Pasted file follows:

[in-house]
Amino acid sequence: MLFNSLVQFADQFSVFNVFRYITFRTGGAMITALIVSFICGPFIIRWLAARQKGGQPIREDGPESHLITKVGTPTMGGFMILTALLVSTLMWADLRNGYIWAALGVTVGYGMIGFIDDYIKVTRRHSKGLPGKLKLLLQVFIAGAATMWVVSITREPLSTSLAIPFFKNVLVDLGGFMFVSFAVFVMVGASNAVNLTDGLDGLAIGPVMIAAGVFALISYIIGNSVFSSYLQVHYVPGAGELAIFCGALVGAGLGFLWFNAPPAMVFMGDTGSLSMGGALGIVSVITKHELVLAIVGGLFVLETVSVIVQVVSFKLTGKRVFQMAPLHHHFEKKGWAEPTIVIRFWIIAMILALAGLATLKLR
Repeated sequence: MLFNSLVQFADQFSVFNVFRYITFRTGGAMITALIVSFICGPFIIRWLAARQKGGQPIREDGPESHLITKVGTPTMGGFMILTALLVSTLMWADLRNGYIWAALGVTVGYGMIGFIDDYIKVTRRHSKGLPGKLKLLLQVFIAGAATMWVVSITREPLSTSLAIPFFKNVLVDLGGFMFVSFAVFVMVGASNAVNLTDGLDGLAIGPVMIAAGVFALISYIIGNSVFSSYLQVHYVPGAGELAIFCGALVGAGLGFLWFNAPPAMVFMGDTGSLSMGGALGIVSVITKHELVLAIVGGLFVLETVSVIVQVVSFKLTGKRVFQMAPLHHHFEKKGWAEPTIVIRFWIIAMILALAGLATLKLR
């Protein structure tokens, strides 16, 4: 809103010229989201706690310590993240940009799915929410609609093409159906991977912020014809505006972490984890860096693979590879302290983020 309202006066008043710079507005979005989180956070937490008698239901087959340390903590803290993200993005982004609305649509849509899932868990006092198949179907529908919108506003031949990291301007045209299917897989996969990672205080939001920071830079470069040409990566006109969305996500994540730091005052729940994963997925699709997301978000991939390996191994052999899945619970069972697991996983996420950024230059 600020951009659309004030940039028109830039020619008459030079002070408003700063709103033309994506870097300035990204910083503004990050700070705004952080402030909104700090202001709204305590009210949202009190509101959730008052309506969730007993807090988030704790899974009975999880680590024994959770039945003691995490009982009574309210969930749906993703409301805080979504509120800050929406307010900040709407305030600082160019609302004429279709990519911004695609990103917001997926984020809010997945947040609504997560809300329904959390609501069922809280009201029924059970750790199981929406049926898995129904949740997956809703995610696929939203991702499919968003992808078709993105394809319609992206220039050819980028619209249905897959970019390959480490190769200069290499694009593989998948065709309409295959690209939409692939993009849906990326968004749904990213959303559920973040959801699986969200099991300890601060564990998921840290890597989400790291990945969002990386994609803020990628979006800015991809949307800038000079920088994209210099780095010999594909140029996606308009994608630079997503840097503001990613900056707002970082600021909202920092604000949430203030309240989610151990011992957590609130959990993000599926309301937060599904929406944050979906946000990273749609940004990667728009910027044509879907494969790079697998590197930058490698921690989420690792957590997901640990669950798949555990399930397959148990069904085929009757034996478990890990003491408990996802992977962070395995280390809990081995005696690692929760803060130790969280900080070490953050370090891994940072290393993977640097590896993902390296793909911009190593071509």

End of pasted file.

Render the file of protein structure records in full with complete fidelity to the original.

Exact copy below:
[in-house]
Amino acid sequence: MLFNSLVQFADQFSVFNVFRYITFRTGGAMITALIVSFICGPFIIRWLAARQKGGQPIREDGPESHLITKVGTPTMGGFMILTALLVSTLMWADLRNGYIWAALGVTVGYGMIGFIDDYIKVTRRHSKGLPGKLKLLLQVFIAGAATMWVVSITREPLSTSLAIPFFKNVLVDLGGFMFVSFAVFVMVGASNAVNLTDGLDGLAIGPVMIAAGVFALISYIIGNSVFSSYLQVHYVPGAGELAIFCGALVGAGLGFLWFNAPPAMVFMGDTGSLSMGGALGIVSVITKHELVLAIVGGLFVLETVSVIVQVVSFKLTGKRVFQMAPLHHHFEKKGWAEPTIVIRFWIIAMILALAGLATLKLR
Repeated sequence: MLFNSLVQFADQFSVFNVFRYITFRTGGAMITALIVSFICGPFIIRWLAARQKGGQPIREDGPESHLITKVGTPTMGGFMILTALLVSTLMWADLRNGYIWAALGVTVGYGMIGFIDDYIKVTRRHSKGLPGKLKLLLQVFIAGAATMWVVSITREPLSTSLAIPFFKNVLVDLGGFMFVSFAVFVMVGASNAVNLTDGLDGLAIGPVMIAAGVFALISYIIGNSVFSSYLQVHYVPGAGELAIFCGALVGAGLGFLWFNAPPAMVFMGDTGSLSMGGALGIVSVITKHELVLAIVGGLFVLETVSVIVQVVSFKLTGKRVFQMAPLHHHFEKKGWAEPTIVIRFWIIAMILALAGLATLKLR
């Protein structure tokens, strides 16, 4: 809103010229989201706690310590993240940009799915929410609609093409159906991977912020014809505006972490984890860096693979590879302290983020 309202006066008043710079507005979005989180956070937490008698239901087959340390903590803290993200993005982004609305649509849509899932868990006092198949179907529908919108506003031949990291301007045209299917897989996969990672205080939001920071830079470069040409990566006109969305996500994540730091005052729940994963997925699709997301978000991939390996191994052999899945619970069972697991996983996420950024230059 600020951009659309004030940039028109830039020619008459030079002070408003700063709103033309994506870097300035990204910083503004990050700070705004952080402030909104700090202001709204305590009210949202009190509101959730008052309506969730007993807090988030704790899974009975999880680590024994959770039945003691995490009982009574309210969930749906993703409301805080979504509120800050929406307010900040709407305030600082160019609302004429279709990519911004695609990103917001997926984020809010997945947040609504997560809300329904959390609501069922809280009201029924059970750790199981929406049926898995129904949740997956809703995610696929939203991702499919968003992808078709993105394809319609992206220039050819980028619209249905897959970019390959480490190769200069290499694009593989998948065709309409295959690209939409692939993009849906990326968004749904990213959303559920973040959801699986969200099991300890601060564990998921840290890597989400790291990945969002990386994609803020990628979006800015991809949307800038000079920088994209210099780095010999594909140029996606308009994608630079997503840097503001990613900056707002970082600021909202920092604000949430203030309240989610151990011992957590609130959990993000599926309301937060599904929406944050979906946000990273749609940004990667728009910027044509879907494969790079697998590197930058490698921690989420690792957590997901640990669950798949555990399930397959148990069904085929009757034996478990890990003491408990996802992977962070395995280390809990081995005696690692929760803060130790969280900080070490953050370090891994940072290393993977640097590896993902390296793909911009190593071509």